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From Orchard Cook to John Quincy Adams, 1 January 1809

Washington Jany 1st. 1809

Mr. & Mrs. Cook ask leave to present to Mr. & Mrs. Adams the Compts. of the Season—

Your Letters do much good, are treated with very great respect indeed—I think you have now more influence than when here—not <[. . .]> mere opinions in which you deal very sparingly but the excellent Arguments & reasons you give for every conclusion—

As I flatter myself with the Hope of more of your Favours embracing an entire plan—it is necessary that you should know how we move here &c—

Since the Bill for enforcing the E—so suddenly passd the Senate, & of which procedure every Senator seems as [Lamed] & which Judge Anderson says did not accord with the individual opinion of any one; but was forced through by mere party feelings, The Bill has been arrested in our House & I hope laid asleep—At first the details were assaild, and at length we begin to discover that we have already more Embargo Law than can be enforc’d, among a People totally averse from such a Measure—& that if it is to be enforc’d Physical Strength & not Paper Law is alone necessary to be added—

Since Mr. Story came, who boards with Bacon & myself the uneasiness & complaints from northern Members & a certain description of other Members—have encreased—Mr Jefferson & Mr M have been freely convened with; Effects & deleterious consequences pointed out to them—I am sorry to say to you in confidence that they discover too much attachment to the present System, & can think of no other alternative but such as involves War—So that a great proportion of the Reps. from the South Say they will not vote to raise E. except to declare War, & we even think they are averse to War & incline to hug Embargo & die in its embrace—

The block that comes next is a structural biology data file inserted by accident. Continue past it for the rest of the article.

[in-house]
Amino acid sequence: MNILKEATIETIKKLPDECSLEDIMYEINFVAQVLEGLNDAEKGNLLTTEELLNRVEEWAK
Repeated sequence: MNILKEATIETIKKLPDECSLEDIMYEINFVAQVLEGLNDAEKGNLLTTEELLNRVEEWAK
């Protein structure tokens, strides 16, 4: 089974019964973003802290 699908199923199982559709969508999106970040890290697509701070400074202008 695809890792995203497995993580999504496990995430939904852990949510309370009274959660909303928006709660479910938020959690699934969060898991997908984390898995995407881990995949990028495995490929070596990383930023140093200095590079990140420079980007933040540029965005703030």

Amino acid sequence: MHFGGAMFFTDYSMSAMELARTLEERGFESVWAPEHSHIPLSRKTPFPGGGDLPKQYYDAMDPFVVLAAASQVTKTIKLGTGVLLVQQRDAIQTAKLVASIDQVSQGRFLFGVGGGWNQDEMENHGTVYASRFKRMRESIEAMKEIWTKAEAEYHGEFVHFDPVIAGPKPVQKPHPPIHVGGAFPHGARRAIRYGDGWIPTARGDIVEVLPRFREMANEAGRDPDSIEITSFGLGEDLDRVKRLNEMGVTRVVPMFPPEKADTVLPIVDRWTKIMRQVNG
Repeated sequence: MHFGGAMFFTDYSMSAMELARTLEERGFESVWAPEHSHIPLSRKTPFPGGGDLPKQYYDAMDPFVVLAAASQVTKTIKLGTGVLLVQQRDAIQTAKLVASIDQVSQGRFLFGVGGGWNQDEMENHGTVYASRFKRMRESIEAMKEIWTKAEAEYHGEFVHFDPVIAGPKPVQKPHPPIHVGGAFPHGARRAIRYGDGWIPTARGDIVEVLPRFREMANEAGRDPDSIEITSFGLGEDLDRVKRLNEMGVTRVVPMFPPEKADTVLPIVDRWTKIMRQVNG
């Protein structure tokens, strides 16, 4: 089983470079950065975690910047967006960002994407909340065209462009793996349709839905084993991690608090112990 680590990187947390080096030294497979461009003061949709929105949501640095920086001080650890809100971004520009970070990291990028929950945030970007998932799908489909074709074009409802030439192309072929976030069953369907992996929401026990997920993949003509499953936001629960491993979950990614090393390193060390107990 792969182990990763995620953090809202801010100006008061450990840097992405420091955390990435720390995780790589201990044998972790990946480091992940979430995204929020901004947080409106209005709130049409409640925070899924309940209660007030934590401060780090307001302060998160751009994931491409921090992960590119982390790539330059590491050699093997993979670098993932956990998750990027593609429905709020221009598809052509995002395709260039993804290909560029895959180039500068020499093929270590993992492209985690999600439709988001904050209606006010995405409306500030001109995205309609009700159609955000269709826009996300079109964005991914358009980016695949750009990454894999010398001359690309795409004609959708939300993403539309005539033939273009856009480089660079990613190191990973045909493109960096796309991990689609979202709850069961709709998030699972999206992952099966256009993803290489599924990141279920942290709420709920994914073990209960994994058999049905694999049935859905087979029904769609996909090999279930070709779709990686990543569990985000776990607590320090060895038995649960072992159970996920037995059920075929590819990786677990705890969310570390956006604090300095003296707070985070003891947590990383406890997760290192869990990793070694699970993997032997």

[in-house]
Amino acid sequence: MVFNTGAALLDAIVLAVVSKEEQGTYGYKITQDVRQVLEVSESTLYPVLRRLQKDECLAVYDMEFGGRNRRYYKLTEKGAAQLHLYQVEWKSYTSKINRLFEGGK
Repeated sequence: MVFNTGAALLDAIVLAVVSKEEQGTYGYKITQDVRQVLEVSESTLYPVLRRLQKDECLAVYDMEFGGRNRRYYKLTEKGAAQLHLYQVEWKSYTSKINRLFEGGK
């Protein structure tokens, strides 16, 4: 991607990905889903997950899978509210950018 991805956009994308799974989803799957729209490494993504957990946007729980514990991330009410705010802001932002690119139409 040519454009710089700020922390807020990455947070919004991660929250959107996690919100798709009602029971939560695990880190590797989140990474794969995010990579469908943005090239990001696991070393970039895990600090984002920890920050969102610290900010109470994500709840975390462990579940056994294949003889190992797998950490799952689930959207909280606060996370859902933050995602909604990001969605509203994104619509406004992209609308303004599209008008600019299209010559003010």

In short to be plain—Mr. Madison long since told me If we opend a Trade with Spain & Portugal it would be War with France—& was so laid down by Vattel The Strongest advocates for Embargo seem to be Jefferson Madison Jackson, Cutts, G. W. Campbell—Georgia—S Carolina—Macon, W Alston, et al—these generally say we must have E. or we must issue Letters of M. & reprisal & to the Letter they are doubtless averse & incline to continue & try E. a little longer hoping for some favourable change of Circumstances. On the other hand all N. England—N York—N. Jersey—excepting a very few—viz Seaver Deane & two or 3 more are vs the Embargo System—as are a number of Senators & Reps from the West & all the Federalists—

viz all Tennessee—most of Kentucky &c

I will now name to you the several Plans spoken of in the various circles—

It is said that Johnston of K requested of Madison to know what would be his substitute if the E came of & that he said—double the Duties on imports from Engd. & F—and arm & force a Trade both to E. & F—I will not vouch for the correctness of this although I had from Johnston himself—

Our Plan in this Mess is to pass one general Act embracing an entire Plan viz repeal E & enter into non intercourse with E. & F to begin to operate on the fourth of March next & not to arm until by losses &c our Merchants shall call for it—

If we cannot carry our Plan we shall try for the following viz To raise the E & adopt non intercourse—with a right to Arm in defence only & to make Prize of such Vessel as may assail our armd vessels—Or we will even grant Letters of Mark & reprisal rather than continue the Policy—I ask you to write your Opinions with the reasons—not for the gratification of mere curiosity but to do good—to endeavour to aid us in a time pregnant with important events to our Portion of the Country—<[. . .]>

I did not discover that this Sheet of Paper was broken till I had written most of my Letter & it being too late to copy this long Letter—and as it is merely for a hasty perusal <of> then for the [fine]

I will ask your excuse & subscribe yr / Devoted hum St

Orchd Cook

MHi: Adams Papers.

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